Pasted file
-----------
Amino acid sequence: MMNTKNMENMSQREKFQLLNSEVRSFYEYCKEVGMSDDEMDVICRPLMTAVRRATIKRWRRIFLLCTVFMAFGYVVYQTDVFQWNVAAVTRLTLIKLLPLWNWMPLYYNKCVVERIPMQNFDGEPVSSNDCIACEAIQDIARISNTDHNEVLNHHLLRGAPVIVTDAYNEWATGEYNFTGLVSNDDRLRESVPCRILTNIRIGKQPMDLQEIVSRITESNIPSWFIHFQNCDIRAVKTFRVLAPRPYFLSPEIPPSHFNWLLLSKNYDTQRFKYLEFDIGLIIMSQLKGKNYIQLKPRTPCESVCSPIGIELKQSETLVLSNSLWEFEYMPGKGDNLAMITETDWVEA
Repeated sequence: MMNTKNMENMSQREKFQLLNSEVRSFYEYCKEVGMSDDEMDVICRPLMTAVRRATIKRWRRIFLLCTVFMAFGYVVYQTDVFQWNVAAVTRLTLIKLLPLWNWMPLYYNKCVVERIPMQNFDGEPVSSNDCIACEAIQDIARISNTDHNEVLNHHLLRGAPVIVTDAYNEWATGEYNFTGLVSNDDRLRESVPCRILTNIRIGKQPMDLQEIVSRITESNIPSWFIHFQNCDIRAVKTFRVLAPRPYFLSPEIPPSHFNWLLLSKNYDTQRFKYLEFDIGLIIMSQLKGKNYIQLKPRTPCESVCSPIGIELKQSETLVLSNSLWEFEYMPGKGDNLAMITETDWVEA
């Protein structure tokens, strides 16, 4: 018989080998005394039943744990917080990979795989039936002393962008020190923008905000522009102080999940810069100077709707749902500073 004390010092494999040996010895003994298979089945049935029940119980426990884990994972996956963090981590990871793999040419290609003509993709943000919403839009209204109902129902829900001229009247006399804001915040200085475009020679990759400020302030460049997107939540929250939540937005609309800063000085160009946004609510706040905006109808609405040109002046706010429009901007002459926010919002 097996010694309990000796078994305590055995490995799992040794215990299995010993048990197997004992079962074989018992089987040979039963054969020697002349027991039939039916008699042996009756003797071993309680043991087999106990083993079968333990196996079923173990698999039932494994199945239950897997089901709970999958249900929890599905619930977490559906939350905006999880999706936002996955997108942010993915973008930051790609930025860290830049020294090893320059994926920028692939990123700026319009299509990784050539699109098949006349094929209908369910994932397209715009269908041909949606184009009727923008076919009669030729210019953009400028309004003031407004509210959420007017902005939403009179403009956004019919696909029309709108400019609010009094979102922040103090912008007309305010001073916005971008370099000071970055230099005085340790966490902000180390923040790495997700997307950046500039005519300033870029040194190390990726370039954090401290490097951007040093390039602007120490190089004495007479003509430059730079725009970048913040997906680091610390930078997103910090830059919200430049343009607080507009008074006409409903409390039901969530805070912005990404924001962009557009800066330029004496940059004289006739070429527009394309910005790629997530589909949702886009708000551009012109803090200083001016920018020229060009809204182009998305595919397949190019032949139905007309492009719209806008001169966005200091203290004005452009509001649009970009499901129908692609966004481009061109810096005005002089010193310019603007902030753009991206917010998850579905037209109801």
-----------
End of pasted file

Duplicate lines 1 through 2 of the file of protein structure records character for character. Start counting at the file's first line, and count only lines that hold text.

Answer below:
Amino acid sequence: MMNTKNMENMSQREKFQLLNSEVRSFYEYCKEVGMSDDEMDVICRPLMTAVRRATIKRWRRIFLLCTVFMAFGYVVYQTDVFQWNVAAVTRLTLIKLLPLWNWMPLYYNKCVVERIPMQNFDGEPVSSNDCIACEAIQDIARISNTDHNEVLNHHLLRGAPVIVTDAYNEWATGEYNFTGLVSNDDRLRESVPCRILTNIRIGKQPMDLQEIVSRITESNIPSWFIHFQNCDIRAVKTFRVLAPRPYFLSPEIPPSHFNWLLLSKNYDTQRFKYLEFDIGLIIMSQLKGKNYIQLKPRTPCESVCSPIGIELKQSETLVLSNSLWEFEYMPGKGDNLAMITETDWVEA
Repeated sequence: MMNTKNMENMSQREKFQLLNSEVRSFYEYCKEVGMSDDEMDVICRPLMTAVRRATIKRWRRIFLLCTVFMAFGYVVYQTDVFQWNVAAVTRLTLIKLLPLWNWMPLYYNKCVVERIPMQNFDGEPVSSNDCIACEAIQDIARISNTDHNEVLNHHLLRGAPVIVTDAYNEWATGEYNFTGLVSNDDRLRESVPCRILTNIRIGKQPMDLQEIVSRITESNIPSWFIHFQNCDIRAVKTFRVLAPRPYFLSPEIPPSHFNWLLLSKNYDTQRFKYLEFDIGLIIMSQLKGKNYIQLKPRTPCESVCSPIGIELKQSETLVLSNSLWEFEYMPGKGDNLAMITETDWVEA